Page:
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Open and Closed BIM Systems

Matej Svrček

Project Management

The digitalisation of the building industry marked the shift from 2D drawings to intelligent 3D virtual models that brought data to the fore. This provided stakeholders in the construction sector with more information and unlocked a host of new possibilities, but it also brought a new set of challenges.

It is important for the market to have a clear understanding of the opportunities that Building Information Modeling (BIM) process holds, and the advantages and disadvantages between open and closed BIM systems.

Let’s get the facts straight on the divided nature of the BIM landscape

Matej Svrček outlines the benefits of BIM systems and the fragmented landscape that serve as a challenge in a consultant
BIM and eCAT Manager , Systemair
MagiCAD Model

Building Information Modeling (BIM) is an intelligent 3D model-based process that helps participants manage the shared information of a project through the digital representation of the built object. It provides the architecture, engineering and construction (AEC) sector with the ideal insights and tools to more efficiently collaborate, design, construct, and manage buildings, while saving costs and promoting a more sustainable workflow.

A good BIM model with the necessary information helps all participants streamline project development, execution and construction, all the way to handover and facility management.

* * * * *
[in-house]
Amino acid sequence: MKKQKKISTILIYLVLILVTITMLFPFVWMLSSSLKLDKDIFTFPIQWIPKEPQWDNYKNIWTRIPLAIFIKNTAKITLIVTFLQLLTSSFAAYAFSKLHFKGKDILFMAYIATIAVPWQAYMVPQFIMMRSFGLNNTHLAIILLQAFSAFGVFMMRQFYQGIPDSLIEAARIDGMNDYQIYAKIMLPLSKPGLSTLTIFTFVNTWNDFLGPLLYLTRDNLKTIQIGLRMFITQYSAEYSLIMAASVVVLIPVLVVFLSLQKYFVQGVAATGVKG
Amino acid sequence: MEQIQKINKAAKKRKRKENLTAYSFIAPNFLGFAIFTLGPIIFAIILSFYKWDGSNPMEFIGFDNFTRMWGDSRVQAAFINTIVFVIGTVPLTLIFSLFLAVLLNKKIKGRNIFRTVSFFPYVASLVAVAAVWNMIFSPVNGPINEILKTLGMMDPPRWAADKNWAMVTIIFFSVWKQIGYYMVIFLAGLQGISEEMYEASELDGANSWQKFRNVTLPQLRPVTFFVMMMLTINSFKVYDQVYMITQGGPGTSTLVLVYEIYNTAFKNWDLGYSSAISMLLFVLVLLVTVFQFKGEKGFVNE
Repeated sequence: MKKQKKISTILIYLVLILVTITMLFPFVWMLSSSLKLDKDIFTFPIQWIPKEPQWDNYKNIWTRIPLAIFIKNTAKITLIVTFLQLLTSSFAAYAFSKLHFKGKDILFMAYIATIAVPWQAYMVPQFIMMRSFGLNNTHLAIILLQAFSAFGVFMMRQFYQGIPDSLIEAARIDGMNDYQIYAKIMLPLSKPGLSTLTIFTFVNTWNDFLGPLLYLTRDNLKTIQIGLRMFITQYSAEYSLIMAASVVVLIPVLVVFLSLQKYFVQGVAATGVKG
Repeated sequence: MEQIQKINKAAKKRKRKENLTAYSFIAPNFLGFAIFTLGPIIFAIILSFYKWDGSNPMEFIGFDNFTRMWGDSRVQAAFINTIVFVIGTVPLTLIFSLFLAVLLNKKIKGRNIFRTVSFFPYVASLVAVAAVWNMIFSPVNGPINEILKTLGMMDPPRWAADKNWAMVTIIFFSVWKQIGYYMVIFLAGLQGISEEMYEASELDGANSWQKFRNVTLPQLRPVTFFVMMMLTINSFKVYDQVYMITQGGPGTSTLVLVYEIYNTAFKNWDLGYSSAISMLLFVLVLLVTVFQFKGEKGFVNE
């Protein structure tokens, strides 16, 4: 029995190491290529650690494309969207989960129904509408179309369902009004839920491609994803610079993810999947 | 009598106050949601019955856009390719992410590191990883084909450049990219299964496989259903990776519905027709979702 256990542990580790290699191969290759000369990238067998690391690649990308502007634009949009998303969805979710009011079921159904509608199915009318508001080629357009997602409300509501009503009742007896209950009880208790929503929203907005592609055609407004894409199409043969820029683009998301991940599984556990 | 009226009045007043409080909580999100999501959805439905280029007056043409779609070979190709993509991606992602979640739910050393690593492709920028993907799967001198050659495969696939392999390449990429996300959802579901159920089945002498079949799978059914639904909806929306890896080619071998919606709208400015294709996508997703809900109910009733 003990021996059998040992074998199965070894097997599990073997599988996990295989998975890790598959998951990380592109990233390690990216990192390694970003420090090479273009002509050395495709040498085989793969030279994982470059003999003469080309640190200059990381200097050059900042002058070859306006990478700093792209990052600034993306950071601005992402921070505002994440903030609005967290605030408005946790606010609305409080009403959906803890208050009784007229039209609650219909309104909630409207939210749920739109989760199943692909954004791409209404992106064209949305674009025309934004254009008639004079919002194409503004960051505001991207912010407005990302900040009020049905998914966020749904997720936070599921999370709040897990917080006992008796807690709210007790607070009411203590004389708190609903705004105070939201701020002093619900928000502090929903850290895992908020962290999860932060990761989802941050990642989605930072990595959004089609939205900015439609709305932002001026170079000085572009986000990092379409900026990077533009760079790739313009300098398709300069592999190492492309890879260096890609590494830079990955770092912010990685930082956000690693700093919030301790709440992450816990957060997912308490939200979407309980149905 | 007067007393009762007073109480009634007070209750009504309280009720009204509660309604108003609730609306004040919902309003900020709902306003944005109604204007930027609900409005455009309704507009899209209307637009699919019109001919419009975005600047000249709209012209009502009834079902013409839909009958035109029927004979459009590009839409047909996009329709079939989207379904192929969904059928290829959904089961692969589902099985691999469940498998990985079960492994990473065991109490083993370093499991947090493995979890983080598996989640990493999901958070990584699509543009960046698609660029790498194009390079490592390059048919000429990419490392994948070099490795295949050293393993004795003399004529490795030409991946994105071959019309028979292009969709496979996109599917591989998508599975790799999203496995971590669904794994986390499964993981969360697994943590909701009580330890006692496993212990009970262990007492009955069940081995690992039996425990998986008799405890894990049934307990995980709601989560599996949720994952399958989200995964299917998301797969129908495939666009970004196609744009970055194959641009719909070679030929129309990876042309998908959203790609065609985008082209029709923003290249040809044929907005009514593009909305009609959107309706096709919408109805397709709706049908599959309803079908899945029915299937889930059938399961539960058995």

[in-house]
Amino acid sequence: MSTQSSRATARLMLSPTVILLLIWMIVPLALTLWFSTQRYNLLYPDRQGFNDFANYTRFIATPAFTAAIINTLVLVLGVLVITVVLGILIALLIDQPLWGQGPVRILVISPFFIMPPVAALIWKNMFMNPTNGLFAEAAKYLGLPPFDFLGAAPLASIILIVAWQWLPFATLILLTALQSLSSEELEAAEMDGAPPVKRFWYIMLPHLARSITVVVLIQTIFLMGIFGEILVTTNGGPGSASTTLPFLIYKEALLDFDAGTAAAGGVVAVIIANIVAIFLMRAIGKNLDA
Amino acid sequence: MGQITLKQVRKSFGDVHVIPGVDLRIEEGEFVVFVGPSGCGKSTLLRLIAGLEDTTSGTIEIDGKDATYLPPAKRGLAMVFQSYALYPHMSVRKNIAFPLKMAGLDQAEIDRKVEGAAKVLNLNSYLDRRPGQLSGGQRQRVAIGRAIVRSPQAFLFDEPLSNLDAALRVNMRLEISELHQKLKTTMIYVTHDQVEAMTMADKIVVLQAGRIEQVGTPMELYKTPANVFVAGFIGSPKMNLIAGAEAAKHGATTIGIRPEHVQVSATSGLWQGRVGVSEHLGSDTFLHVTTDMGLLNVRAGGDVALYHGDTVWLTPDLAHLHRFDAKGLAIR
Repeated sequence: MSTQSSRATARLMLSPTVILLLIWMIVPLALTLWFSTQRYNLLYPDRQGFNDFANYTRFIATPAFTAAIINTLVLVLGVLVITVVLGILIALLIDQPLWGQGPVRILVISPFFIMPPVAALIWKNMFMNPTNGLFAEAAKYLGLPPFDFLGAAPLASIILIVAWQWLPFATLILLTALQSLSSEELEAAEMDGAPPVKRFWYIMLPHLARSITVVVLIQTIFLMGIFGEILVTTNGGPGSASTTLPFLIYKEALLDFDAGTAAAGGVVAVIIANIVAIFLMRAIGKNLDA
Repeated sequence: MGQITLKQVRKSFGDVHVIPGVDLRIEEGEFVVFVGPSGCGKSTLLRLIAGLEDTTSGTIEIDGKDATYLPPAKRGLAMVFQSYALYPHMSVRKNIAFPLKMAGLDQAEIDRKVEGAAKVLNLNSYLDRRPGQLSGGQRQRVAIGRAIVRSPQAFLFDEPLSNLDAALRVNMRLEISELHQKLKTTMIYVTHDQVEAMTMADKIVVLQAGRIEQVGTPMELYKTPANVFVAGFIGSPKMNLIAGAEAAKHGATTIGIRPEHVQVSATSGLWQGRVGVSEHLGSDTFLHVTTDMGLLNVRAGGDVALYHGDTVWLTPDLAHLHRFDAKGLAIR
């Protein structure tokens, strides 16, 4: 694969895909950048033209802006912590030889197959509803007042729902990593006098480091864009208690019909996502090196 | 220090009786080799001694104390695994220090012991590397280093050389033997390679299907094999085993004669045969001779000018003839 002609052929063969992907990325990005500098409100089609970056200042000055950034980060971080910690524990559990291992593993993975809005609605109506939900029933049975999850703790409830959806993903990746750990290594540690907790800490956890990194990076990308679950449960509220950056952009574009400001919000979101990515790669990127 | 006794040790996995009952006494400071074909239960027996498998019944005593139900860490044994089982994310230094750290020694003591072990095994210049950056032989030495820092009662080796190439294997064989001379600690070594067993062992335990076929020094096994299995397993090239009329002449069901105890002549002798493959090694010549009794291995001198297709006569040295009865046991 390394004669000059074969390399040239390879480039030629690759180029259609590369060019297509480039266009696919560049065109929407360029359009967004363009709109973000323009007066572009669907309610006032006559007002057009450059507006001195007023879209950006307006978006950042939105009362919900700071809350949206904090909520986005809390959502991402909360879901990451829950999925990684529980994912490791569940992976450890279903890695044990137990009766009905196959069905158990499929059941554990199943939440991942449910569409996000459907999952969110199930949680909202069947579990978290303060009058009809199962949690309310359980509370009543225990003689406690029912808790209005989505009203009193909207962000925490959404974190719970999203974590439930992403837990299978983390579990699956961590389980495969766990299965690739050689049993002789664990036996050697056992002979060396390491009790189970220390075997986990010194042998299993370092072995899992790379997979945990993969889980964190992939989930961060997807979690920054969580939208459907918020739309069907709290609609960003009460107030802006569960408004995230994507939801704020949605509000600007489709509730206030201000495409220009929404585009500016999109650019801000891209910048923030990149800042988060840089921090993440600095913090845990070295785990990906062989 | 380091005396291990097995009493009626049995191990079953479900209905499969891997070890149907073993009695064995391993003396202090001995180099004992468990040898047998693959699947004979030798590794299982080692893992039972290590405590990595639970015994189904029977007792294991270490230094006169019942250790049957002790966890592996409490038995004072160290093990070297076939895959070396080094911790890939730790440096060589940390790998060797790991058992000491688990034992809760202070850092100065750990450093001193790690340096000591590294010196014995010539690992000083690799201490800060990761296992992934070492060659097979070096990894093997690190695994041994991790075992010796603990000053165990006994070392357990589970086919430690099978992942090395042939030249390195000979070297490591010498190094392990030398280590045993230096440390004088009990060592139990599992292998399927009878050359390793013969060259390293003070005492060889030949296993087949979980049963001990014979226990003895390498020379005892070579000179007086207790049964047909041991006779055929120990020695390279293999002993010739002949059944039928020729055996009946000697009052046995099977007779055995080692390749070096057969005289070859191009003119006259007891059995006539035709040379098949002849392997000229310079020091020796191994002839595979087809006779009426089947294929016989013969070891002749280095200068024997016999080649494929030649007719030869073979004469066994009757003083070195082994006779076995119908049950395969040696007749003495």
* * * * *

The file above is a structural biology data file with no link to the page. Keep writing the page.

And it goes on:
BIM is the key to greater collaboration and transparency and serves as a glue that holds design and construction together.

However, currently, the BIM landscape remains very fragmented for several reasons:

  • Absence of a universal standard in the information required and how the model should look like

  • Disjointed model and data exchange - Information might get lost or be incompatible due to different softwares, approaches and standards

  • Different levels of BIM development in different countries

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What are the challenges for consultants?

This serves as a challenge to consultants who are wary about accepting new software and deciding on which to use, as it would cause issues related to:

  • Training and flexibility - the shift to new softwares and approaches requires skilled human resources

  • Cost and time - the purchase of new licenses and building new working methods takes considerable investment in capex and opex

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What are the challenges for manufacturers?

From the manufacturers’ side, navigating the fragmented BIM landscape can also be a challenge for the following reasons:

  • Need to supply models for all available platforms, and there are too many players to consider

  • Addressing the requirement for information that may be useful for some markets and designers but unnecessary for others

  • More information leads to a bigger model that may overload the consultant making it even more difficult to choose, but on the other hand, the lack of needed information is similarly harmful

What is the difference between Open and Closed BIM?

At the moment, everyone is free to use any software. This has led to two distinct models, each with its own set of advantages and disadvantages:

Closed BIM system

A closed BIM system means that consultants and stakeholders are working solely on one platform, often even in the same version of the software. The advantage here is avoiding loss of information during data exchange, or incorrect transfer of objects. This approach is usually more suitable for SMEs.

Open BIM system